Unfinished Doesn’t Mean Unrefined

Jan 07, 2019

opening image vintage mestizaje

Forget everything you know about what makes tiles beautiful. Yes, ornate glazes and sophisticated edges can be stunning, but there is something oddly comforting about an unfinished, even worn look.

The unfinished trend is quickly taking over in rustic and vintage-inspired settings, where everything from crackle glaze to rust marks deliver refreshing takes on familiar concepts.

Don't be fooled by the term 'unfinished.' This look isn't any easier to achieve than that of modern, finished tiles. If anything, it's more complicated to tread the fine line between unfinished and unkempt than it is to stick with traditional textures or glazes.

Unfinished tile represents a considerable risk — but one that can definitely pay off when implemented correctly. Fortunately, the inherent imperfections of unfinished tile provide the ultimate in variety, with no two designs looking exactly alike. Read on to discover a few of the many opportunities for integrating unfinished concepts into modern tile designs:

Worn Surfaces

Worn Diesel Grunge ConcreteThink of purposefully worn tiles as akin to destroyed denim. Sure, these tiles are a bit rough around the edges, but that slight wear can grant them a delightfully edgy appearance. Porcelain tile, in particular, is amenable to this look, with worn porcelain providing a distinctly urban take on the unfinished concept.

Brick Tile

Largely inspired by historic urban warehouse districts that have recently given rise to trendy apartments, offices, and event centers, brick tiles are now purposefully installed to provide the perfect blend between urban grit and rustic beauty.

Glazed Brick Dakota from Sonoma

Often used to construct eye-catching accent walls, brick tiles are increasingly seen in residential spaces, where they offer an affordable and easily installed alternative to real brick. These revolutionary tiles can also be used for flooring or to create a traditional look for a fireplace border.

Brick tile is surprisingly versatile. It can be featured in traditional shades of red, in neutrals such as gray and white, or in entirely unexpected colors. Shades of blue and green are increasingly seen with brick tile in modern bathrooms.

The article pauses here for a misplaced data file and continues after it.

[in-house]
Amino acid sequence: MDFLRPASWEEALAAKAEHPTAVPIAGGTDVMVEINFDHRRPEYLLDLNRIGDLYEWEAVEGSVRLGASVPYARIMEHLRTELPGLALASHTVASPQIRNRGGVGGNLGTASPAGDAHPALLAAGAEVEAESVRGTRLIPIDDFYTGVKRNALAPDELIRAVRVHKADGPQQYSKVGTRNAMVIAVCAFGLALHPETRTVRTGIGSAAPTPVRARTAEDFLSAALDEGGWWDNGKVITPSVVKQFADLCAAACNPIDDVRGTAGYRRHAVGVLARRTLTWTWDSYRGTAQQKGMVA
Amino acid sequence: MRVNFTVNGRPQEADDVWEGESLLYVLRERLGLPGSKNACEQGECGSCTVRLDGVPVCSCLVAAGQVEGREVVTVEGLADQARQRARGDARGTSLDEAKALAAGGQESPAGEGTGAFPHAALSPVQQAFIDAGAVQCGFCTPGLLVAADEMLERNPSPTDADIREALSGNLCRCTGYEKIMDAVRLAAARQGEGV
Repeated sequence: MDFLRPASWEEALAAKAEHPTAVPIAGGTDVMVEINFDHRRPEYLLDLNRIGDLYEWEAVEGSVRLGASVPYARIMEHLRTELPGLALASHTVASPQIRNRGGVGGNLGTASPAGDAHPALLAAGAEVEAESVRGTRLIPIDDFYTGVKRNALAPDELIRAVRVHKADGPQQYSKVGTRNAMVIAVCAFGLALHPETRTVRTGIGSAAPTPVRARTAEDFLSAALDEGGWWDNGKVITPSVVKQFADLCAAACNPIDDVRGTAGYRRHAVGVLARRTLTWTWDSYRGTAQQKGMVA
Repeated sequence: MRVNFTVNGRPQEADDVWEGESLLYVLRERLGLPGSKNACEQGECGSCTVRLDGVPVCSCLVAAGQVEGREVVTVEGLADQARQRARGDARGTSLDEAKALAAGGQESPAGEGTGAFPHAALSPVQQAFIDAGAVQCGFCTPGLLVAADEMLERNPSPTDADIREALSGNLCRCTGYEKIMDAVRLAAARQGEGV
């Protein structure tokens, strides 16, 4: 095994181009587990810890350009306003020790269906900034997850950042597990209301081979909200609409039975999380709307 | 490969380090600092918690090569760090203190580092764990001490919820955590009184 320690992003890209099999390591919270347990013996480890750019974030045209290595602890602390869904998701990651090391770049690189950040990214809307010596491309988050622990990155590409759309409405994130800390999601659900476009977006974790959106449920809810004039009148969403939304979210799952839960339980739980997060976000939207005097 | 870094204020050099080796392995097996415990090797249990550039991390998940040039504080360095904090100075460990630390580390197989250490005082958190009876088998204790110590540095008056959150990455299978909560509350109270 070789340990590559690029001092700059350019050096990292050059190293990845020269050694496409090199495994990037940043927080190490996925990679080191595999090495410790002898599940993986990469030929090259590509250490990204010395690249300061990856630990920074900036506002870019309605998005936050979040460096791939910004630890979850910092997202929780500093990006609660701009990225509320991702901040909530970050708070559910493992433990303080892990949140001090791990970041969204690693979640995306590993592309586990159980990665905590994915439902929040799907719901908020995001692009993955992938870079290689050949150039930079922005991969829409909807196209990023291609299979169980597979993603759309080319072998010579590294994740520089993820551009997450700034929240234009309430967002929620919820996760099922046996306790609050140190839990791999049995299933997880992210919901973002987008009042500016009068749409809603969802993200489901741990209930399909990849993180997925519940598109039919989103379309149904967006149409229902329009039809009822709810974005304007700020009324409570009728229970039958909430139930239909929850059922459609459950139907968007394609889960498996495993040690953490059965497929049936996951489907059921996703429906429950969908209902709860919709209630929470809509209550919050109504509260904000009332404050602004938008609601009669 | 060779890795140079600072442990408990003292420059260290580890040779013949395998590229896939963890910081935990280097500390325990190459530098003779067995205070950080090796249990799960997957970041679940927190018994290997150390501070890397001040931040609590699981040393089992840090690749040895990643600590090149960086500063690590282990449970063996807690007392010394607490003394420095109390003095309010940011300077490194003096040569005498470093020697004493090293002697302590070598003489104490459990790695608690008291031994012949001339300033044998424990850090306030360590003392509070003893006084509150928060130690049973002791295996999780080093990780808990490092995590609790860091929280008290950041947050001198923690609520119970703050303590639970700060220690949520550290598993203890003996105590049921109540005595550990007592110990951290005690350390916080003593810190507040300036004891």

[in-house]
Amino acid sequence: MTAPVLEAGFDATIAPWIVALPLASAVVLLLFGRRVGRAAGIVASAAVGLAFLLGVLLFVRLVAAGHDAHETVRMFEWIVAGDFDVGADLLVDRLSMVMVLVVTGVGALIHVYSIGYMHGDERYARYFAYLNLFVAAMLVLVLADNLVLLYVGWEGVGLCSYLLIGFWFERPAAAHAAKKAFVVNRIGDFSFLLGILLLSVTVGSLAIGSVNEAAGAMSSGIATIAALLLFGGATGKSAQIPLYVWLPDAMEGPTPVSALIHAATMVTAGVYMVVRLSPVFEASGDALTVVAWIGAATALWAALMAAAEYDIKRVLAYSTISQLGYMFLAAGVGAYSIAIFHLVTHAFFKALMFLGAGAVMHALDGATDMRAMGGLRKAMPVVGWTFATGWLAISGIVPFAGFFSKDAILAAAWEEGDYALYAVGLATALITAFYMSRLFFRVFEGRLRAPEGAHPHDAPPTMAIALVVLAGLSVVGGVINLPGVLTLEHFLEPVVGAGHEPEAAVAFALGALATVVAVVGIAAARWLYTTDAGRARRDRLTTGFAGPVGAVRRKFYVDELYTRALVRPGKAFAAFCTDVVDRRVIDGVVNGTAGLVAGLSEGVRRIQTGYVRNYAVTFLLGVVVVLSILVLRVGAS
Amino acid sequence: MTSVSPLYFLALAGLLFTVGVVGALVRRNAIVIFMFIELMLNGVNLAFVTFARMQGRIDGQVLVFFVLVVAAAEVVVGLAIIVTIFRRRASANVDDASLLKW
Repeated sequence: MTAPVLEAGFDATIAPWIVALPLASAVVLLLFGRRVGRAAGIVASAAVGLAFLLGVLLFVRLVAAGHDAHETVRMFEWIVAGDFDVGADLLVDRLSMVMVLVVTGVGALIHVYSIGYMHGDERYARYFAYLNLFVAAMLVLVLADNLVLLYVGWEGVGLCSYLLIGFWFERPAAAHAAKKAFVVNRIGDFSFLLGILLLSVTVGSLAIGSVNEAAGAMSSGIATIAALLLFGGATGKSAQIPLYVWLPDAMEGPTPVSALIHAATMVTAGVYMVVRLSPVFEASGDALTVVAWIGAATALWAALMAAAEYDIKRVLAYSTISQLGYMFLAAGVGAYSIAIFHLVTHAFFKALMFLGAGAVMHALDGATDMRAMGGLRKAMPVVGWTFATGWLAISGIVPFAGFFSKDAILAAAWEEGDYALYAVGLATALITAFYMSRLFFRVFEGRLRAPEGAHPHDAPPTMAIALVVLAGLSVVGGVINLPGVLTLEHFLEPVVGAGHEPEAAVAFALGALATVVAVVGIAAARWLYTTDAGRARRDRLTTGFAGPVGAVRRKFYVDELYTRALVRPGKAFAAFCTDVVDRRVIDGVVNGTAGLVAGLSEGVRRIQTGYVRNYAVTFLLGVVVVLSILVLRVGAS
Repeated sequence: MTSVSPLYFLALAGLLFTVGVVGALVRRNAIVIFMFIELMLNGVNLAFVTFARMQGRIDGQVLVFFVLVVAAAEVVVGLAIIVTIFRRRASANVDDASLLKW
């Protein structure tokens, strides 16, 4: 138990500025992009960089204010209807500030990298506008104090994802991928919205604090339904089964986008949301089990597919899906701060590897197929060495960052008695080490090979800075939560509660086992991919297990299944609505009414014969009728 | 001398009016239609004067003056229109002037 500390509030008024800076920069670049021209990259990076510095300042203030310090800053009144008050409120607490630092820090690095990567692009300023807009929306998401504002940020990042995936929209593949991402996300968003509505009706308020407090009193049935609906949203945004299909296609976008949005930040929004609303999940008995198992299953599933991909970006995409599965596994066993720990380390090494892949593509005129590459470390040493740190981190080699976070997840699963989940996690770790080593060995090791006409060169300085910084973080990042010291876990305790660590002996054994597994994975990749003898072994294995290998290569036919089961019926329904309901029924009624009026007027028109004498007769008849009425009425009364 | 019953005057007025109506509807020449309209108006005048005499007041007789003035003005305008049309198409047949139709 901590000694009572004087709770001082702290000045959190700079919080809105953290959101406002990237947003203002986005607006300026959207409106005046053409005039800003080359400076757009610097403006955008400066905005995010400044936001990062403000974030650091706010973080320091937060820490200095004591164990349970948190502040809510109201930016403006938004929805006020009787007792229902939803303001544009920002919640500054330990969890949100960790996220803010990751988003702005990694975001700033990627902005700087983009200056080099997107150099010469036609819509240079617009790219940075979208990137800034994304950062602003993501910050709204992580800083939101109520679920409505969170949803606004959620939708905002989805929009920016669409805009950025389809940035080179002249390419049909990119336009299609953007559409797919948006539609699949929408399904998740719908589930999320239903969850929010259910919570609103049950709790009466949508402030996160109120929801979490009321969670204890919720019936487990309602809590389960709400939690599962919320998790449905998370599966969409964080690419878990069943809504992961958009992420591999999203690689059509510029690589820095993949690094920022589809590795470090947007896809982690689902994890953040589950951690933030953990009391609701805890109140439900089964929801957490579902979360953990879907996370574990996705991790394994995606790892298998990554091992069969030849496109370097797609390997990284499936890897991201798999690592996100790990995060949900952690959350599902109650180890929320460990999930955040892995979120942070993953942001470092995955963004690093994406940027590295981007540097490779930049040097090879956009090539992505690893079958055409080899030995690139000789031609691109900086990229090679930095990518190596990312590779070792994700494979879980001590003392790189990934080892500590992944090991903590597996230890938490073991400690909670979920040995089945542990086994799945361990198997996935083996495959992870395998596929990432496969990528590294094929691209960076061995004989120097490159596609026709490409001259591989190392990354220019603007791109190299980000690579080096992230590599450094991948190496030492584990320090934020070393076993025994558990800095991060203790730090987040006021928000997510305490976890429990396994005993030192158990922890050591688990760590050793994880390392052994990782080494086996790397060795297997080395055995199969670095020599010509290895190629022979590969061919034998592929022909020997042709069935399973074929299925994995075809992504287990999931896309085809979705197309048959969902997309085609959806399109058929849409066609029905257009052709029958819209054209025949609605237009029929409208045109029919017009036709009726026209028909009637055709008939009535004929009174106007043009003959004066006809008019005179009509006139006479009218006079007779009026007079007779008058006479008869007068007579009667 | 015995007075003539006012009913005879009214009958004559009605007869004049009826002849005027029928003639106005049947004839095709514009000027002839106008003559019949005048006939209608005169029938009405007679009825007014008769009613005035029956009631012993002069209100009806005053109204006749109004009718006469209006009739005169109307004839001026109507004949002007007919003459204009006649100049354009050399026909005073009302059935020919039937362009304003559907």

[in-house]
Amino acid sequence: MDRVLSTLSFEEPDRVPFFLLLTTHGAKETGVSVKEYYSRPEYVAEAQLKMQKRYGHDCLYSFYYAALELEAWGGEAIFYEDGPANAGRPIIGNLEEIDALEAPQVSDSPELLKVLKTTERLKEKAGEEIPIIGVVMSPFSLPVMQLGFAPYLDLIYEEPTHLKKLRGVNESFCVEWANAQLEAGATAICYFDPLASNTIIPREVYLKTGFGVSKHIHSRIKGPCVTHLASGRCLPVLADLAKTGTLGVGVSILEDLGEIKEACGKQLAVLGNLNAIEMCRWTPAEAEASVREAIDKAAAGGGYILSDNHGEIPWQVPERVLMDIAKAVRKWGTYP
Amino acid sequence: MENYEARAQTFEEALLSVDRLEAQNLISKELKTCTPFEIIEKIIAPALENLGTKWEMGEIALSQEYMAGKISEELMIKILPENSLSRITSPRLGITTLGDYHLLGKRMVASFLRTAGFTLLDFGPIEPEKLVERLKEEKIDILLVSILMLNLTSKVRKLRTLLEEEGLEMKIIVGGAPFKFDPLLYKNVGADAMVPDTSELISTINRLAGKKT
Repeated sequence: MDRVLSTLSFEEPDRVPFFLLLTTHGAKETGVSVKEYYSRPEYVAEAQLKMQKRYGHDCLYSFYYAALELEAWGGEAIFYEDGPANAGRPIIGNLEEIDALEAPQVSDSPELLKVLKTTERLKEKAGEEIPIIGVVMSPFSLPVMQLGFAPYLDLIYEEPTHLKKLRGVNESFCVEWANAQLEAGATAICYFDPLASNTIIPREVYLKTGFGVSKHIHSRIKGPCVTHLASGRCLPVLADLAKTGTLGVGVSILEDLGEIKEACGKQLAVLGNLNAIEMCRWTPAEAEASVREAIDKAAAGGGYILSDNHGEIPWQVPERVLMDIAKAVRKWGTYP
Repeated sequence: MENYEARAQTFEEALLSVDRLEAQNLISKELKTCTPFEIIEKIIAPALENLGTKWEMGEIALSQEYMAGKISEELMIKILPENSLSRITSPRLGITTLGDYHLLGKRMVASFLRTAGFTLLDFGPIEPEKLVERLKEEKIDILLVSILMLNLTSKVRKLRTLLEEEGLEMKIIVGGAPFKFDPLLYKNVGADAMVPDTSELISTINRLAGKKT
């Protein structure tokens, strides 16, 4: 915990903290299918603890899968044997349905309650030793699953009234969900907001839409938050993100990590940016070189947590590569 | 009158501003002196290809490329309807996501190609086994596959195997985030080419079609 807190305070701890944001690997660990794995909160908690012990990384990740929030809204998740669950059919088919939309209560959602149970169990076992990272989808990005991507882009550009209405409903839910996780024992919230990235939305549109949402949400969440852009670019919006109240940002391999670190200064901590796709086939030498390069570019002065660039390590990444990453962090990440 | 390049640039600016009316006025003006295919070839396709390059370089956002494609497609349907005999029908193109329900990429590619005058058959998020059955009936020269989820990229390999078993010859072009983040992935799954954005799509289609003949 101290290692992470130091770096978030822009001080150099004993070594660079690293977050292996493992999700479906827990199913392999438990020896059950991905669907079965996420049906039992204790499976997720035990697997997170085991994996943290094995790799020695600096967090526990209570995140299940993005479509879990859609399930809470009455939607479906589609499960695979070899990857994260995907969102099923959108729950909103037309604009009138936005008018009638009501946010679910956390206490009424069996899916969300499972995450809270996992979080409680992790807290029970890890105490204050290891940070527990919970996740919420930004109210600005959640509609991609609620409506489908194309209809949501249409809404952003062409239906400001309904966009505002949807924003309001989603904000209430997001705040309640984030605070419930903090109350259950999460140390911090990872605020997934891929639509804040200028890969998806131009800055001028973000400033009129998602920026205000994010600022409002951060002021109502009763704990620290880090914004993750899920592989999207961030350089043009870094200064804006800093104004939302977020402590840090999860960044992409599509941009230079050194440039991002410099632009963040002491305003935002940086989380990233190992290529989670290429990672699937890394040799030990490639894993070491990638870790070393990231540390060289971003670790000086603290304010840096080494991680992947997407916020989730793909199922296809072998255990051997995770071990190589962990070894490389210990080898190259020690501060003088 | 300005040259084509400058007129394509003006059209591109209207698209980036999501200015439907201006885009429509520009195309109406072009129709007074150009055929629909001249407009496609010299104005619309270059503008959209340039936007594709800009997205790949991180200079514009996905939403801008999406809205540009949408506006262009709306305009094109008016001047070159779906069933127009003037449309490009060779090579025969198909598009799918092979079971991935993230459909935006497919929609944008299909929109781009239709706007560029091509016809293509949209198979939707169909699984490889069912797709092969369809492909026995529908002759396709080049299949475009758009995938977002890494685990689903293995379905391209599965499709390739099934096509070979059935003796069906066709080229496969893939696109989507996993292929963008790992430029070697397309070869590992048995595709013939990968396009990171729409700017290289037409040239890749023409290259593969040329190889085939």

Color is just one of several options for personalization. Brick tiles can be oriented vertically or horizontally. They also work well with herringbone or even chevron patterns. While rectangular shapes dominate, brick-inspired tiles can also take on square or even hexagonal shapes. These tiles look beautiful glazed or unglazed — it all depends on how rustic or refined you want to go. The Dakota tiles from Sonoma Tilemakers, for example, capture the timeless appeal of the modern rustic trend.

Glazed Brick Dakota from Sonoma

Rust Marks

You go out of your way to avoid rust marks on your fixtures, so why would you purposefully apply them to tile? Turns out, carefully placed rust marks allow for an earthier, more organic look that holds plenty of character. With this rust-inspired look, imperfections are not to be avoided — they hold the key to unique, visually arresting tile designs.

Rust-inspired style works best with dark or bright colors, so be prepared to set those beloved neutrals aside. With dark tile, rust marks can provide an intriguing contrast while still coming across as a purposeful style element. Rust tones also look gorgeous when reserved for the edges of colorful tiles.

Rust imparts a greater sense of accuracy on tiles sourced from or inspired by industrial settings. For example, John Whitmarsh's Container Tiles feature the dings and rust spots expected from containers delivered to San Francisco Bay. These tiles would not be nearly as compelling without their iconic imperfections.

A more elegant look is available via Terre d’Orcia Saturnia porcelain floor tiles, which are inspired by the rustic beauty of the Val d'Orcia region.

Rust Marks Terre d'Orcia Saturnia

Crackle Finish

The subway tile trend isn't quite over yet, but designers are always looking for different takes on this classic aesthetic. Crackle finish delivers vintage vibes to an otherwise sleek and modern look.

Essentially, the crackle trend involves glass glaze applied to ceramic tiles. When fired at the right temperature, a subtly cracked surface can be achieved to create a look that is delightfully old world without feeling worn out or tired.

Crackle can be incorporated in a variety of tile patterns and styles, but is perhaps at its best with subway tile backsplash in neutral colors. Those small cracks provide just enough texture to keep an otherwise run-of-the-mill concept interesting. While several designers excel with this look, Pratt & Larson's creamy tiles are perfectly cracked to provide visual detail. Amp up the effect with colored grout or commercial stains.

Crackle from Pratt and Larson

There is considerable appeal in imperfection — sometimes it simply takes a designer with an eye for hidden beauty to draw it out. Don't be afraid to experiment with textures, cracked glazes, or even rust stains. You'll quickly realize that artistry is present in the most unexpected places.

Do you find the unfinished tile trend appealing? Or are you better suited to a different look? Take our Design Style Quiz to find out — or stop by our Denver showroom to discover other unique aesthetics. Contact us today to learn more about our take on today's most influential tile trends.

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